• Through the years, I have received far more reward and affirmation for my work than I deserve. 

    Early one morning I got on an airplane to return home from a wonderful vacation in Hawaii. I was sleepy and tired and trying to deal with the six-hour time change.

     I just wanted to rest. 

    Sitting beside me, however, was one of those talking people, and he kept it up, until we arrived at the airport where I was to change planes to finish the trip home. 

  • Ironman athletes worth celebrating

    To the editor:

    The Ironman – an inconvenience? 

    We ought to be celebrating these athletes! What an accomplishment! Swimming, biking and running for 8 to 16 hours or more. Anybody who does that is remarkable in my book.                                     

  • Homes showcased in Homearama are touted as “green” and “conservation developments.”

    Yeah, right.

    The homes are beautiful, enviable and creative, but let’s be clear. 

    They’re not green. 

    There’s no such thing as a 7,800-square foot green home.

  • Race track slots would help state

    To the editor:

    If you asked someone what Kentucky is known for, you would most likely hear “horses and tobacco.” However, in the past few years, both have seen more than their fair share of hard times. It is almost as if our state representatives are crippling what Kentucky is known for with their decisions made in the name of saving Kentuckians from themselves. 

  • As my colleagues and I began the second week of the 2009 Extraordinary Session, we were uncertain if we’d accomplish our mission – addressing our $1 billion budget shortfall. 

    With the Senate approving one version of the budget and the House approving another, many were unsure about the bill’s fate. Yet, after only a day, the conference committee emerged from negotiations with two bills geared towards economic recovery and fiscal discipline. It was my pleasure to have been one of only three House Republicans selected to serve on the conference committee.

  • "If the community is happy, then they support your business and if your business is doing well, then you can give back more to the community."  – Magic Johnson

    I know you’ve been reading much in the news about the importance of shopping local. 

    Every day, there are more reasons for you to support your local businesses, and I would like to share a few more that may not be so obvious.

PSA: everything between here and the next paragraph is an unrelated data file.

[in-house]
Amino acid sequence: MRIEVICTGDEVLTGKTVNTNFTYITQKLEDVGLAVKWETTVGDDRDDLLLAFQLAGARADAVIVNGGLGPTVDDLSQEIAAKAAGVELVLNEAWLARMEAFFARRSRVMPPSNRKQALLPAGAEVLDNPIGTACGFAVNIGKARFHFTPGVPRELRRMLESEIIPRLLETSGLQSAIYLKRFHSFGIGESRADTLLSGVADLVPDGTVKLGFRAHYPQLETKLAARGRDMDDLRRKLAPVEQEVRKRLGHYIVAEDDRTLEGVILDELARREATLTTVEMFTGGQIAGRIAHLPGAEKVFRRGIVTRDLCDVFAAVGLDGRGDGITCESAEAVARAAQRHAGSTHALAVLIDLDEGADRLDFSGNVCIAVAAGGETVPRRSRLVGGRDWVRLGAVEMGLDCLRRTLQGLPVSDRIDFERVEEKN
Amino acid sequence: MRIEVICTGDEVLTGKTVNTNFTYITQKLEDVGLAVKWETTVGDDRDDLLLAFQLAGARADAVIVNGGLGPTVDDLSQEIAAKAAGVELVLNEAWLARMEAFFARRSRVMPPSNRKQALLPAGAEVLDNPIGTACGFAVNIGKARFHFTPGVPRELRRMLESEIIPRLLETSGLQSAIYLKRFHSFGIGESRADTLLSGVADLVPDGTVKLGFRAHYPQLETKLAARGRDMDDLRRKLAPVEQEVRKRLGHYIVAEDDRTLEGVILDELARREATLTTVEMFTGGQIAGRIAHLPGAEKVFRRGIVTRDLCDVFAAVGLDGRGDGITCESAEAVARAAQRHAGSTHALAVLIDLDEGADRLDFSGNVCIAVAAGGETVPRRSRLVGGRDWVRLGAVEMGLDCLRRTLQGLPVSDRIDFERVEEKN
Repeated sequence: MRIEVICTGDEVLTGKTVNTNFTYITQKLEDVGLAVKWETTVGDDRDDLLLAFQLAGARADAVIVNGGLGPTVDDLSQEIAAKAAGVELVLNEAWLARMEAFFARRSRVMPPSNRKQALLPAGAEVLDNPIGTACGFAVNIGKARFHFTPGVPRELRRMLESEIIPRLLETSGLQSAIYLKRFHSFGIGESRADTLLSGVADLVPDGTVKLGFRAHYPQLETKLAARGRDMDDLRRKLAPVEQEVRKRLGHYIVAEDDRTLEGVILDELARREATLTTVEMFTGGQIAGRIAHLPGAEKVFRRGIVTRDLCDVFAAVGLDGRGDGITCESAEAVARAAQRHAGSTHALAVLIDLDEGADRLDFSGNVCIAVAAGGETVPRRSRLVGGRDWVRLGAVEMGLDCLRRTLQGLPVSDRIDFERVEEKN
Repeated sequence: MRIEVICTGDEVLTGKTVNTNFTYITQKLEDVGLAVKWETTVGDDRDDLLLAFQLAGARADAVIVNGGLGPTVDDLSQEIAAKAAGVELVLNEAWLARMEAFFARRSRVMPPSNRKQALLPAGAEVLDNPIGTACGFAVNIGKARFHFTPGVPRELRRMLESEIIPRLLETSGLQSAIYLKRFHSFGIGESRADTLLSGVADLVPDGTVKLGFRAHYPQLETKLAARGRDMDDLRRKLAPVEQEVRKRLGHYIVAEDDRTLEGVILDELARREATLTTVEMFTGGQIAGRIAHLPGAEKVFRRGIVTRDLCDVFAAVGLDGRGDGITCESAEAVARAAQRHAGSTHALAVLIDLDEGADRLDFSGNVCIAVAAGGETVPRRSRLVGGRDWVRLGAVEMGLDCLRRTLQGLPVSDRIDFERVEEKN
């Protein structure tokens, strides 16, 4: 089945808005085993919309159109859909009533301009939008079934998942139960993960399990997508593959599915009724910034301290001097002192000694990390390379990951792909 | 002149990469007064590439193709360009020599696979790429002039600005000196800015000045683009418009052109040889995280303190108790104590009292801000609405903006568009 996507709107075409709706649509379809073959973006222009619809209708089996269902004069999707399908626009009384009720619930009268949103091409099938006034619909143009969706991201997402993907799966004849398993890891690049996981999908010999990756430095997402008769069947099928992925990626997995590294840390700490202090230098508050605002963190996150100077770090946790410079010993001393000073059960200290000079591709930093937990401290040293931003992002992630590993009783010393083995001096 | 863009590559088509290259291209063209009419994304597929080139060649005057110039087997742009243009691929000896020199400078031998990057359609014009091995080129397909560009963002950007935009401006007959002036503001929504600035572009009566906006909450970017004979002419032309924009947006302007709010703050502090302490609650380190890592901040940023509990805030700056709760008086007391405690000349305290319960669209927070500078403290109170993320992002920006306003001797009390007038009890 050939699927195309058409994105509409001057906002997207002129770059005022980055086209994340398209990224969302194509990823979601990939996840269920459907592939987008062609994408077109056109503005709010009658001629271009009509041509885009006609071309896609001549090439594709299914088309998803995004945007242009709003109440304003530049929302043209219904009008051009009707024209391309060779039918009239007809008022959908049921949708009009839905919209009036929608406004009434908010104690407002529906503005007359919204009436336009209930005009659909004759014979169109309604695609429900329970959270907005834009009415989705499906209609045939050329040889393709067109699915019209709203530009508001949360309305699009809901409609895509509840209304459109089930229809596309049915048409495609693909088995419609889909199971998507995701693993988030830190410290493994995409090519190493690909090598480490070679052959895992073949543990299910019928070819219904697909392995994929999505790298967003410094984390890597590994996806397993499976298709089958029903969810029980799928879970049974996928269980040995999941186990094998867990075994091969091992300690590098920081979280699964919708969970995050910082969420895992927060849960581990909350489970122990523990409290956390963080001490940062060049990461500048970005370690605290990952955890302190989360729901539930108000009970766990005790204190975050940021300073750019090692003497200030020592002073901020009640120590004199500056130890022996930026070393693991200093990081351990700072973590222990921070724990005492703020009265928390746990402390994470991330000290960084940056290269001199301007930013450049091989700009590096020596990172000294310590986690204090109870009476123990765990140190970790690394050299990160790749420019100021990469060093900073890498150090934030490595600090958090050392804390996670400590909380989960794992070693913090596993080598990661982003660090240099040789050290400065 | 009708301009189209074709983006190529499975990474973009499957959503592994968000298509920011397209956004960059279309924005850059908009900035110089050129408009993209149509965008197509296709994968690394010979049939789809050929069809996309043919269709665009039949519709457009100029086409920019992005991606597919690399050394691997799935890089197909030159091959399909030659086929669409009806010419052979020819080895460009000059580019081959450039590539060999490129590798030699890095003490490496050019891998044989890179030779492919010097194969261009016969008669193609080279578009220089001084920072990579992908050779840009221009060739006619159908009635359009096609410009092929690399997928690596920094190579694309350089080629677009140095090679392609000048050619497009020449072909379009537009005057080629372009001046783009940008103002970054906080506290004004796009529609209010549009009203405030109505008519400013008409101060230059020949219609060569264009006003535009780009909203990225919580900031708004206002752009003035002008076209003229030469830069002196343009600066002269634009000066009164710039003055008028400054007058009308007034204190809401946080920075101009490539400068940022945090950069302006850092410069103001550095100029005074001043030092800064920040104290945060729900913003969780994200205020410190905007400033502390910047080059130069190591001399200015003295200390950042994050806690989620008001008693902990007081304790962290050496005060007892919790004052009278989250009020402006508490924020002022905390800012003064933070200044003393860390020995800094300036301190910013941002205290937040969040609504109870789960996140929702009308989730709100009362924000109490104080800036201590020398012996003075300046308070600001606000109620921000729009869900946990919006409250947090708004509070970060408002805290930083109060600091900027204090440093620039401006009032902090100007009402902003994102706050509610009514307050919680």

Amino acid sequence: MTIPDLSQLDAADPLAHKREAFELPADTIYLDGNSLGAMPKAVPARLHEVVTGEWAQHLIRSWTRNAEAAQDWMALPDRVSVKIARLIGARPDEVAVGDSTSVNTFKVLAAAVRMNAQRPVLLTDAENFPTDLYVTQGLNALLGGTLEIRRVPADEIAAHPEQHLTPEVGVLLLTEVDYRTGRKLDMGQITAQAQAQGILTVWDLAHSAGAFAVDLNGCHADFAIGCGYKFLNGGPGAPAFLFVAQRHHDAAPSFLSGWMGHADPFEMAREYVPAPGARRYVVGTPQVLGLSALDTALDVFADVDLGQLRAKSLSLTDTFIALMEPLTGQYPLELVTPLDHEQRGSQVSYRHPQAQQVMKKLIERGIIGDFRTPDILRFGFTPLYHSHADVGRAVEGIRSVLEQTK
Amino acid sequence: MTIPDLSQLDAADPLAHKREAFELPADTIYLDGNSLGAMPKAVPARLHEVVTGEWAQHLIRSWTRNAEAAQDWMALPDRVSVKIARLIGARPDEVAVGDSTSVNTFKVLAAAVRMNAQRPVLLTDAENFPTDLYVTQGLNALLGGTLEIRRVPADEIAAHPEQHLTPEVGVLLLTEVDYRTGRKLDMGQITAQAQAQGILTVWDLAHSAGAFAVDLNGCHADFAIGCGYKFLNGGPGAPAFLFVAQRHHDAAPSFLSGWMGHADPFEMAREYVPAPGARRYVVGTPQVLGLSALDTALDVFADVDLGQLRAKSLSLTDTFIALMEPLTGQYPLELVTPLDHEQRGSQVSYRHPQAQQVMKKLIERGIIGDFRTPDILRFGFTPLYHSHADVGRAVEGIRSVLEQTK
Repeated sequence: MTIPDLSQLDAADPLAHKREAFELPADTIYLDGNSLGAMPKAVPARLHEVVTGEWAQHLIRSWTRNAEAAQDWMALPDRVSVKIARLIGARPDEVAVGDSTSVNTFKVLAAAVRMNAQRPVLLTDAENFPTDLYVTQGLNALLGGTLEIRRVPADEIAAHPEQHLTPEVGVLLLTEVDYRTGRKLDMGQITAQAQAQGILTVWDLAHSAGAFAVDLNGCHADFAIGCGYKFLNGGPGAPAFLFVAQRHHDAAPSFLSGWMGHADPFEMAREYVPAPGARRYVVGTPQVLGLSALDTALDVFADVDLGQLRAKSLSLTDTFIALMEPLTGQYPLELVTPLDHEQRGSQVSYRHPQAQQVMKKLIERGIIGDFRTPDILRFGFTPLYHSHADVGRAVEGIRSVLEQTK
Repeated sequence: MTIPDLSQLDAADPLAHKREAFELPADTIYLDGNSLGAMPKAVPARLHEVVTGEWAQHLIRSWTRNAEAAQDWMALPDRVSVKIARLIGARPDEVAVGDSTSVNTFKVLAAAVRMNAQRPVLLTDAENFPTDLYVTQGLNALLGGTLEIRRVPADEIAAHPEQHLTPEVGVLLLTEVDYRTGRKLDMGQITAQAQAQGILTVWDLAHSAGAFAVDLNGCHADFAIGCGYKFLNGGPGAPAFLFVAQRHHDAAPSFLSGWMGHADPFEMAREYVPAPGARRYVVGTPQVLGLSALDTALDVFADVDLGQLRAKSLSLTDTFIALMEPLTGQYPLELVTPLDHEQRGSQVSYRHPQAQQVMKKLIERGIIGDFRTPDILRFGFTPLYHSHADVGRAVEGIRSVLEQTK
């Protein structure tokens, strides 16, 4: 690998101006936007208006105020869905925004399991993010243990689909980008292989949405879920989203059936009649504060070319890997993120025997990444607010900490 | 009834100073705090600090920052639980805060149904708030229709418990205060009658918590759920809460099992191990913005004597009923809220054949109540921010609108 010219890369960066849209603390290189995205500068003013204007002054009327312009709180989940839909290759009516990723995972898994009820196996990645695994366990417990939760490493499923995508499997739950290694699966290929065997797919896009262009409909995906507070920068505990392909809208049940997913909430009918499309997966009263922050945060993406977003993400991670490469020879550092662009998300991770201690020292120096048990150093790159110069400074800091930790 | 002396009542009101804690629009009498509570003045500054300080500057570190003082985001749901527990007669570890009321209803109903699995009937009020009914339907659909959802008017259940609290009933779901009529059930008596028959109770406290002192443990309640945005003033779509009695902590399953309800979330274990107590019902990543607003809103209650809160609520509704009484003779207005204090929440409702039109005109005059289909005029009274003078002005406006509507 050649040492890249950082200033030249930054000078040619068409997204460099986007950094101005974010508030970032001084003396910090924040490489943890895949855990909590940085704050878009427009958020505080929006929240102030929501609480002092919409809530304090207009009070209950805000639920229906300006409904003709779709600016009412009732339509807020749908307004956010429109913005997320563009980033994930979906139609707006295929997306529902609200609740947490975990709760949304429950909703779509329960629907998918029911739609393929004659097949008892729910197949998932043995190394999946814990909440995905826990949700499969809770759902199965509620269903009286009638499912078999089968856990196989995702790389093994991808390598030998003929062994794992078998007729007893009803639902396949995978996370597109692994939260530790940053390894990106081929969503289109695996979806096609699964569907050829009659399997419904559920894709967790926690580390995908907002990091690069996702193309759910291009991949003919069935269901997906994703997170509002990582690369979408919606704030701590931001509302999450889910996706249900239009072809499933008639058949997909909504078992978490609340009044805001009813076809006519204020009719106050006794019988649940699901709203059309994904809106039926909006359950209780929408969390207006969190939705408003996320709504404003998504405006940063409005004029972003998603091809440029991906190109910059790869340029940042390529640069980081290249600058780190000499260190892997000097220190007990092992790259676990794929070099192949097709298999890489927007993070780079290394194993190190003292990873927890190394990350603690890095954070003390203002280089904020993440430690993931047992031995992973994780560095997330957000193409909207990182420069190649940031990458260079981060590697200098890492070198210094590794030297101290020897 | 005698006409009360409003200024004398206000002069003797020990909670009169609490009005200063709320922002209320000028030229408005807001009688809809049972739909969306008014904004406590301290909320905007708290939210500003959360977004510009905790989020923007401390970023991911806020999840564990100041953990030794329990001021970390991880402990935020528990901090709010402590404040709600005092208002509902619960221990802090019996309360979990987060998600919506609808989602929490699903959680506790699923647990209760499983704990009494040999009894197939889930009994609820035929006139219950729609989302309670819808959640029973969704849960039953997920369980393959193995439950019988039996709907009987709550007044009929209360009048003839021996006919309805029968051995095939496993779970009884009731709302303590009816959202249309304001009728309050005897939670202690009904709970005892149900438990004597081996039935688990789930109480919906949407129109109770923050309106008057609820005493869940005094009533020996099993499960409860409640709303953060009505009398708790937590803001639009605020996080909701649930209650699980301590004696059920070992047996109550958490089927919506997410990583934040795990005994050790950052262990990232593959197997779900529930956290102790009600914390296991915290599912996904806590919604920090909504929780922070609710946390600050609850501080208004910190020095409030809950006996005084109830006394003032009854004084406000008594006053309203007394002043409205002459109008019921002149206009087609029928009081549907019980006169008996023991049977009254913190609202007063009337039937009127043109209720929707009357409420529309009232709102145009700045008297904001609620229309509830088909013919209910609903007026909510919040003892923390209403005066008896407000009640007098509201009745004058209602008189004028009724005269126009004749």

As more and more big box stores open, more and more “mom and pop” stores have been forced out of business. 

  • One of my many passions is photography, and I enjoy taking pictures of one of my favorite places on the planet – beautiful Oldham County. 

    Last week the subject matter was subdivision entrances. 

    As I was shooting a photo of a particularly beautiful entrance, a lady walked up to me and asked me if all the hard work she had put into making sure the subdivision entrance looked nice really matters.

    My answer was a resounding, YES! 

  • OCPD Citizens’ Police Academy is invaluable

    To the editor:

    I would like to extend a big thank you to Lt. Tim Wakefield, Chief Griffin and the Oldham County Police Department for offering the Citizens’ Academy.

    This 10-week course was informative and a lot of fun. The academy was an eye-opening experience into the workings of local law enforcement. I continue to be amazed at how professional these officers act during interactions with the public.

  • Reverence is the way of radical respect. It recognizes and honors the sacred in everything – our bodies, other people, animals, rocks, the ground, and the waters. 

    “I cannot but have reverence for all that is called life. I cannot avoid compassion for everything that is called life. That is the beginning and foundation of morality.” –Albert Schweitzer

  • Living in a down economy isn’t having much effect on Harvey Conner. He still has a job – the same one he’s had for 44 years.

    And he has enough money to go out in search of some of the products he has manufactured since he was a teenager.

    “The other day, over in Nicholasville, I found a piece I made in the early 1980s and only had to give $1.25 for it,” says the 63-year-old Madison County native.

    His employer, Bybee Pottery, has been in business in the tiny community of Waco since 1809.